On Corbyn’s strengths and May’s weaknesses


“ Despite so many years of protest, Corbyn’s greatest strength lies in proposition rather than in opposition: his gentle style is better suited to explaining his own vision than to contesting his opponent’s. The more exposure he receives, the better he looks – while the cameras expose May as charmless, cheerless and, above all, frit. She won’t stand up to anyone who wields power. She will say nothing against Donald Trump, even when he peddles blatant falsehoods in the aftermath of terrorist attacks in this nation, exploiting our grief to support his disgusting prejudices; even when he pulls out of the global agreement on climate change. She is even more sycophantic towards this revolting man than Tony Blair was to George W Bush. She won’t confront Saudi Arabia over terrorism or Yemen or anything else ”

George Monbiot, ‘I’ve never voted with hope before. Jeremy Corbyn has changed that’, The Guardian

On connecting climate science to motivation for action


“ There’s a lack of connection between the numbers drawn from climate science and the personal, immediate motivations required to drive active prioritisation of climate action (…) Per Espen Stoknes, a Norwegian psychologist, has examined why people continue to feel disconnected from climate warnings, despite the strength of the science. He says, ‘People think this is far off – it is not here and now, it’s also up there in the Arctic or Antarctica, it affects other people, not me, I’ll be old before this really happens, other people are responsible, not me. We distance ourselves from it in so many ways that the pure facts are not sufficient to generate a sustained sense of risk.’ (…) Connecting numbers to feelings is the antidote to the curse of temporal distance feeding the climate communication paradox. This is a jarring reminder of the generational inequity we exploit and worsen when we choose to disavow responsibility for the machines and industries causing the problem ”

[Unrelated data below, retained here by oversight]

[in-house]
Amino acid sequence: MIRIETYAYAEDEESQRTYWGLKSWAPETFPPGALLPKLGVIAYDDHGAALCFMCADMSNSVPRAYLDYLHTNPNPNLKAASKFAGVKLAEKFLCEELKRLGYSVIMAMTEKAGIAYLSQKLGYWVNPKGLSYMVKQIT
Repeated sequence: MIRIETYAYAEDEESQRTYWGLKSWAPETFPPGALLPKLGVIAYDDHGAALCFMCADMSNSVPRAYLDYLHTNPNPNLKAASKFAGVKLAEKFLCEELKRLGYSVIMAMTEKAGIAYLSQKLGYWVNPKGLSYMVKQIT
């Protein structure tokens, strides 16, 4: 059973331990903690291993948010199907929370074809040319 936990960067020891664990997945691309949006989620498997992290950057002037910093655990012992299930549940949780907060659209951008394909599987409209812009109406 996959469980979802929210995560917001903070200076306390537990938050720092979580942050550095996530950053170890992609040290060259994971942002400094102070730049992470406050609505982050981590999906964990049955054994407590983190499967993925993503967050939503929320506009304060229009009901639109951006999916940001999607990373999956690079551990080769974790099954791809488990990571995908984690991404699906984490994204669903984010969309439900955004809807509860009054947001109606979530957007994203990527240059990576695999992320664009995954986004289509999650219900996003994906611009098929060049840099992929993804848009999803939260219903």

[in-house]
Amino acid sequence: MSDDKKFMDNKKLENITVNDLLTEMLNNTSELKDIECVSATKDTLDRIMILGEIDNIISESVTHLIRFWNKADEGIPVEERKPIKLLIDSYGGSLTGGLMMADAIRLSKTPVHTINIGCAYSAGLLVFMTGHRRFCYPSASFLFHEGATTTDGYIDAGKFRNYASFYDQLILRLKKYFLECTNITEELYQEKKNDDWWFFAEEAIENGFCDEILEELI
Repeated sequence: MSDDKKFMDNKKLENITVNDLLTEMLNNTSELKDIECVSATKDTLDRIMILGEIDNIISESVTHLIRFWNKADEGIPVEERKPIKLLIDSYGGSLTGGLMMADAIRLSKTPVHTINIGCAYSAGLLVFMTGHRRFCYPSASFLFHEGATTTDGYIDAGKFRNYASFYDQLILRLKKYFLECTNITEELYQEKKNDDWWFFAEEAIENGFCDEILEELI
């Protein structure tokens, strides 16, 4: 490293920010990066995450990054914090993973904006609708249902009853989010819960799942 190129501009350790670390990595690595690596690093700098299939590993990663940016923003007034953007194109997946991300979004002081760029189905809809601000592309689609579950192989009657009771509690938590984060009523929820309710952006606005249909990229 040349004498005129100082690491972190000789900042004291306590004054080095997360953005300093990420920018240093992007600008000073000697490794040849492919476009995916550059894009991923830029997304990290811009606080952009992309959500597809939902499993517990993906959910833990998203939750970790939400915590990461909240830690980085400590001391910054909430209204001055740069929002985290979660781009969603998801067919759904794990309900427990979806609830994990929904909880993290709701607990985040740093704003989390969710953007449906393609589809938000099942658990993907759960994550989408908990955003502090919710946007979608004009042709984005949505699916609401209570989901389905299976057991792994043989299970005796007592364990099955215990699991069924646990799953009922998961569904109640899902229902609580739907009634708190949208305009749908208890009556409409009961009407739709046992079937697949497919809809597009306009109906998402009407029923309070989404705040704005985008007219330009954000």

Ketan Joshi, ‘Caring about climate change: it’s time to build a bridge between data and emotion’, The Guardian

On the consequences of the US withdrawal from the Paris agreement


“ Trump’s decision to withdraw from the Paris agreement could have serious consequences on maintaining commitments from other states and more generally on the state of the planet, given that global warming is already happening and every year lost to counteract it increases the risk of producing irreversible effects on the climate. The procedure to exit the treaty – which entered into force on 4 November 2016 – takes almost four years to be completed, but the United States could immediately abandon all their cooperation activities, not participate in the new climate meetings of the UN and isolate itself from the rest of the international community on this issue ”

Translated from Italian.

Il Post, ‘Some American cities want to respect the Paris climate agreement’, Il Post

On dark money in politics


“ A multimillionaire City asset manager has pledged to spend up to £700,000 on ousting Labour MPs who campaigned against Brexit. Jeremy Hosking will use his money to ensure that there is as little parliamentary opposition to a hard Brexit as possible. Why should multimillionaires be allowed to try to buy political results? Allowed? That’s too soft a word. It is enabled by our pathetic, antiquated and anti-democratic rules on political spending. Hosking claims he wants to secure the sovereign future of this independent-minded democracy. But there is no greater threat to sovereignty, independence or democracy than the power money wields over our politics (…) The third issue is political funding that operates in a different sphere. It’s not illegal, it’s worse than that: there are no effective rules of any kind. This is the use of dark money that seeks not to influence elections directly, but to change the broader political landscape. Dark money is funding used, without public knowledge, by front groups (…) Why has there been no effective action on climate change? Why are we choking on air pollution? Why is the junk food industry able to exploit our children? Because governments and their agencies have rolled over and let such people make a mockery of informed consent ”